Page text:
May 31 2020

School Committee Q&A: Candidate Adam Senesi



In the lead-up to Burlington’s 2020 Town Election on Saturday, June 6 we asked the four candidates for School Committee five questions and gave them the option of posing their own question to themselves to ensure they are able to hit on any point they feel is important for voters to understand. Here are the answers from Candidate Adam Senesi:


1. Why did you decide to run for School Committee? 

ANSWER: I decided to run for School Committee as my experience as a Town Meeting member, Vice-Chair of the Capital Budget Committee and roles on various building committees including Fire Station 2, positioned me well to address the various infrastructure needs the schools face in the next few years. My record of service is one of competency and tangible results. Education has long been a passion as it's the greatest survival tool we can leave to the generations behind us. I pursued a Master's in education at UMass Boston prior to life's turns leading me to a career in the business world. This is an itch I've longed to scratch. My status as a parent with children in the system, including a child with special needs, presented a vantage point that none of the committee members will have following Kristin Russo's retirement. This current School Committee is riddled with blind-spots and lapses in competency that deserve addressing.

2. What in your background/experience do you believe makes you a strong candidate for the position? 

ANSWER: I'll cite my experience in town government, my academic background and status as parent, but my business background is a key differentiator as I've been involved in building and managing budgets. This is an area where the School Committee has had some compliance issues in recent years. I've also been party to contract and labor negotiations that will position me to negotiate on behalf of Burlington with no conflicts of interest preventing me from participating on account of family working in the system.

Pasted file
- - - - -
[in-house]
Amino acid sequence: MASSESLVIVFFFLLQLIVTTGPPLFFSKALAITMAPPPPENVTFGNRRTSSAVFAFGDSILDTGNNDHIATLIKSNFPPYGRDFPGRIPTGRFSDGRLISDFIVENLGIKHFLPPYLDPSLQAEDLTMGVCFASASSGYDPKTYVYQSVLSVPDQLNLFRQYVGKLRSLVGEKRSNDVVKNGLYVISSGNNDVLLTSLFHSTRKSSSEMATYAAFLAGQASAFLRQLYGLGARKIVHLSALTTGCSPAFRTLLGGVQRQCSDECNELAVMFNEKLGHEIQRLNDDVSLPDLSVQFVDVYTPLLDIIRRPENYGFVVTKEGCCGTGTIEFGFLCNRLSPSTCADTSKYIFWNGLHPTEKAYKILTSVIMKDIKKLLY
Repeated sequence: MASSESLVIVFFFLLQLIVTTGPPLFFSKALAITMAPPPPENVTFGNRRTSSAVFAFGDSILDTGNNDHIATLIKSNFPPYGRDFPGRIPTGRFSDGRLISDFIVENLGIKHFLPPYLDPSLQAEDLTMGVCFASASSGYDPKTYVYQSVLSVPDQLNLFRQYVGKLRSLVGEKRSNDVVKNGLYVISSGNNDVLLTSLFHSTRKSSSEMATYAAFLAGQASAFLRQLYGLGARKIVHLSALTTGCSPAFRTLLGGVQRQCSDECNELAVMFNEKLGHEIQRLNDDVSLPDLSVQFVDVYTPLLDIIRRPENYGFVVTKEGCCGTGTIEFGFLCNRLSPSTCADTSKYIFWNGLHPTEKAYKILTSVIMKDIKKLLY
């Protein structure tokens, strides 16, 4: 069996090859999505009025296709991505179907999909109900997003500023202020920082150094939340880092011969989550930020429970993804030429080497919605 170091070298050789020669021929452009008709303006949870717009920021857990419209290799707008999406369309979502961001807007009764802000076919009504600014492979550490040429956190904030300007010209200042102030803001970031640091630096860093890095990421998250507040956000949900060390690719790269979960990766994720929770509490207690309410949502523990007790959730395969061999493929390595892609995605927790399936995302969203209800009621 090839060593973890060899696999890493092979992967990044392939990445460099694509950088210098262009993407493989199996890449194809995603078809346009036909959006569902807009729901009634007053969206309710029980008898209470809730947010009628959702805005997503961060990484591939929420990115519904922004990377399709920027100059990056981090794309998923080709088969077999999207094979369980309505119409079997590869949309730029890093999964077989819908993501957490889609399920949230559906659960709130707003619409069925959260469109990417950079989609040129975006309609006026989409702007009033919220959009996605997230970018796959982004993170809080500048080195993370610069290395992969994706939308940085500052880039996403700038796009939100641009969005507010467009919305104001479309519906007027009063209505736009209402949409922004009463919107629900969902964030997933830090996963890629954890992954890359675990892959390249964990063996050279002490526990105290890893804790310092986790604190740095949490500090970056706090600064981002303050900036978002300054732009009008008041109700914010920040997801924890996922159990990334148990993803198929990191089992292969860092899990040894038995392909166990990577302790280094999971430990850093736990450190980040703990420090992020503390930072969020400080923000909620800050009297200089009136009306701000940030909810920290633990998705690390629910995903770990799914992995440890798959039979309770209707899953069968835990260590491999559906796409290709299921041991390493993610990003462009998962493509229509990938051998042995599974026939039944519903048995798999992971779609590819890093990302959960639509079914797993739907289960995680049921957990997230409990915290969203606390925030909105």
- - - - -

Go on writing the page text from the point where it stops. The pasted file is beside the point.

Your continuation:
3. What do you think should be the main priorities of the School Committee in the next couple of years? 

ANSWER: Priority #1 and #2 are married at this point; get the student population back into their classrooms safely, while preparing a more adequate distance learning curriculum that can be utilized at any point during the next academic year or beyond if needed. The existing distance learning program is too disjointed, lacks structure and clear learning objectives while burning teachers, students and families out. It’s barely been acceptable for this academic year. The program relies far too much on screen time, while neglecting the special needs community almost entirely.

It remains important to simultaneously pursue the vision of new and renovated schools, that led me into the School Committee race. The process should be slow-walked so that we’re capable of managing increasingly limited revenue streams through an economic downturn. Nevertheless, it remains a good time to get an infrastructure framework plan on paper so that Burlington is positioned to create a bonding schedule and hire a project manager at advantageous rates, as the economy comes out of recession.